A year on and little changed in Z’babwe
Zimbabwean businessman Munya Chihota’s face lights up when he recalls taking part in a march in 2017 with tens of thousands of people calling for then-president Robert Mugabe to step down.
The march came after the military had briefly taken over, and days before Mugabe was forced from power on November 21.
“There was so much joy,” 41-year-old Chihota said, describing the outpouring of excitement as Zimbabweans waved flags and placards and sang songs urging an end to Mugabe’s 37-year hold on power.
“We were all there. Young, old, black, white. There was a collective sense of hope that . . . things were going to change.
“The general feeling was the system had to go,” he said.
But Chihota now looks back on those euphoric times with mixed emotions.
“Unfortunately only an individual and a few of his hangerson were removed, and the system remained in place.”
Mugabe, who held power from independence from British colonial rule in 1980, presided over Zimbabwe’s decline from a regional power with huge potential to a ruined country from which millions fled.
Many hoped his fall would mark a new era for the country and a rebirth of its economy, but Chihota says business at his plastic manufacturing firm is at its slowest since he started eight years ago.
“A lot of things have turned out bad,” he said. “This is definitely not what we expected.”
Mugabe maintained his stranglehold on power by using brutal tactics, deploying security forces to crush opponents and rivals.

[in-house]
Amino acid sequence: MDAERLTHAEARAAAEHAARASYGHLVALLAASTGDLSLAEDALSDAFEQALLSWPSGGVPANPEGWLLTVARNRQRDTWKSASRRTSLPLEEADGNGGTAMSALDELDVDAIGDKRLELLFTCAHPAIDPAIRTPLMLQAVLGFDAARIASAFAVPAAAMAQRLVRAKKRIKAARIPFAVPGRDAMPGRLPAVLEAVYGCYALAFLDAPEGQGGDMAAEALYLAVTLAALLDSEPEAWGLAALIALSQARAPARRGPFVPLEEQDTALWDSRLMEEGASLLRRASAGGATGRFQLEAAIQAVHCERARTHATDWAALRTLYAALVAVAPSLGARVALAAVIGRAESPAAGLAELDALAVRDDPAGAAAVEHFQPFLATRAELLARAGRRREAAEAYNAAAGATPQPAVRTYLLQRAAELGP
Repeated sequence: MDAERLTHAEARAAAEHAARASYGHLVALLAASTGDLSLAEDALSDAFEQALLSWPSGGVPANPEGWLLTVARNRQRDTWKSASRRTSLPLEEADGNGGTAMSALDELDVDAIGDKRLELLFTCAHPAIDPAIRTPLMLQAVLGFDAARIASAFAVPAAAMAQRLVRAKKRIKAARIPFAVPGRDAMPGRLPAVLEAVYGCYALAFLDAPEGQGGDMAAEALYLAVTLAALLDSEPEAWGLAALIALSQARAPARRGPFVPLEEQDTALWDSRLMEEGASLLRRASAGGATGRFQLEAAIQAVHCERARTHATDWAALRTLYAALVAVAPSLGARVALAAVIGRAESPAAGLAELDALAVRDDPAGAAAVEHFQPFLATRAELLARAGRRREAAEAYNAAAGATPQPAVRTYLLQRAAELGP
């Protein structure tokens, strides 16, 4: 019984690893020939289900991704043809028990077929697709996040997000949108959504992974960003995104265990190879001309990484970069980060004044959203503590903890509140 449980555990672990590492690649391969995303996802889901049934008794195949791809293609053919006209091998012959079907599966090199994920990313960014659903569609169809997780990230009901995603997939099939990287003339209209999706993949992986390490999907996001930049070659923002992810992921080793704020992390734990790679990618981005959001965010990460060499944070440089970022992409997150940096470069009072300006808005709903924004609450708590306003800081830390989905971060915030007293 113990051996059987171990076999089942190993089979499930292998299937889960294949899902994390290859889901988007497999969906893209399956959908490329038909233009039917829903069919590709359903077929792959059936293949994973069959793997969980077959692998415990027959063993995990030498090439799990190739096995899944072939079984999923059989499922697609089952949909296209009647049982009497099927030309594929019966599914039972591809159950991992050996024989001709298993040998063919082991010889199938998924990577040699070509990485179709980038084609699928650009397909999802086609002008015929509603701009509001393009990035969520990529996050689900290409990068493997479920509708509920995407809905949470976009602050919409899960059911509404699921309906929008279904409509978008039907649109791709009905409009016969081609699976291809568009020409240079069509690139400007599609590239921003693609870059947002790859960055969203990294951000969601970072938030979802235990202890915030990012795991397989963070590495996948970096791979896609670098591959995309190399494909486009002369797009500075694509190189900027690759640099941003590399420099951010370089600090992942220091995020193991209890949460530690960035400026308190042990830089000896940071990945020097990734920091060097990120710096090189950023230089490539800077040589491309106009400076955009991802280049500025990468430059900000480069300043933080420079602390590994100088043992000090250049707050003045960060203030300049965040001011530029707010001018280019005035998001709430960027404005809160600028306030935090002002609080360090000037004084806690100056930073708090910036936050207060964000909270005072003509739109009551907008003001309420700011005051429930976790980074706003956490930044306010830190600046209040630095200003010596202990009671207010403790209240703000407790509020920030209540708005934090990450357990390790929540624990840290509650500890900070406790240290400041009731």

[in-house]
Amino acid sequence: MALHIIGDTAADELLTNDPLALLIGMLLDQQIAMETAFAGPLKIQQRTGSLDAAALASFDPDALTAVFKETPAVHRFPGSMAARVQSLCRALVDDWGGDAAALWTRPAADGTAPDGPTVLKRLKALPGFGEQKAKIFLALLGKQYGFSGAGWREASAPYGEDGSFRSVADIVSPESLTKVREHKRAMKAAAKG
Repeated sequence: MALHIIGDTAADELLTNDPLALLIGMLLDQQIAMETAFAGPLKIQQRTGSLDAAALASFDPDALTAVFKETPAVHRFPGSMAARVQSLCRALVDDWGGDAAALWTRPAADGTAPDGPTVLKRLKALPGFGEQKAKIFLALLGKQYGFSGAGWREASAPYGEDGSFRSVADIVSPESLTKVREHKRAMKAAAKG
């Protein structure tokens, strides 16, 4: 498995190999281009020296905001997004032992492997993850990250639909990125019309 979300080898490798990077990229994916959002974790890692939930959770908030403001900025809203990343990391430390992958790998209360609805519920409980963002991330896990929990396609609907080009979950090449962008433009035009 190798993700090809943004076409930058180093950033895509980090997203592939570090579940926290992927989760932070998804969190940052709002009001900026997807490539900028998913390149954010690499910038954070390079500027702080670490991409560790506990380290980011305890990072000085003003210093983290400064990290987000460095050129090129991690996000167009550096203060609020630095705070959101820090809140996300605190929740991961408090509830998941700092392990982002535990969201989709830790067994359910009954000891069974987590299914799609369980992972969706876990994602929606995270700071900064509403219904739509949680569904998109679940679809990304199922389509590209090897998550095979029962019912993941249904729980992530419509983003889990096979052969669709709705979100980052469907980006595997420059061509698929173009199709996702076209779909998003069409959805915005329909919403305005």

Finally last year, when he reached the age of 93, a long brewing succession battle burst into the open.
The military, fearing that Mugabe’s wife Grace, now 53, was being lined up to take over from him, seized control and forced the president to resign.
The army top brass ushered in close ally Emmerson Mnangagwa, whom Mugabe had recently sacked as vice-president.
Mnangagwa, who secured his hold on power by winning disputed elections in July, had pledged to revive the economy, attract foreign investment, and create jobs. But the dire financial problems of the Mugabe era haunt the new reality.
Unemployment is estimated at more than 90%, and the economy has been cut in half since 2000 when many white owned farms were seized.
With banks without cash, a government without money to spend, and inflation above 20% in October, Zimbabwe’s suffering shows no signs of ending.
Shortages of basic goods have created a thriving black market, with some prices rising 200% in recent months. A litre of cooking oil can be sold for as much as $12 (R168) on the street compared with the retail price of $3.70 (R51.82).
Hopes that the July 30 election would mark a new chapter for Zimbabwe were quickly dashed when soldiers opened fire on protesters in Harare even before the presidential race results were announced.
Six people were killed, triggering global outrage and undermining efforts to re-brand Mnangagwa, a 76-year-old Zanu-PF loyalist, as a fresh face.
The election result was also engulfed by accusations of fraud and opposition supporters and activists have since complained about harassment.
However, Zanu-PF spokesperson Simon Khaya Moyo insists “there has been pronounced freedom and democracy” in Mnangagwa’s first year.
“The economy is also showing signs of growth, with many foreign businesses interested in investing. We have had hordes of foreign tourists – clear signs things have changed.”
The opposition Movement for Democratic Change disagrees. “Shortages continue unabated and the government continues to intensify the suffering of people,” spokesperson Jacob Mafume said.
Zimbabwe must clear its arrears before it can raise more loans needed to rebuild the country. With a total debt of $16.9bn (R236.7bn), it says it will clear almost $2bn (R28bn) of arrears with the African Development Bank and the World Bank by October 2019.
But continuing targeted US sanctions, which remain in place due to lack of reform, could block fresh loans. -AFP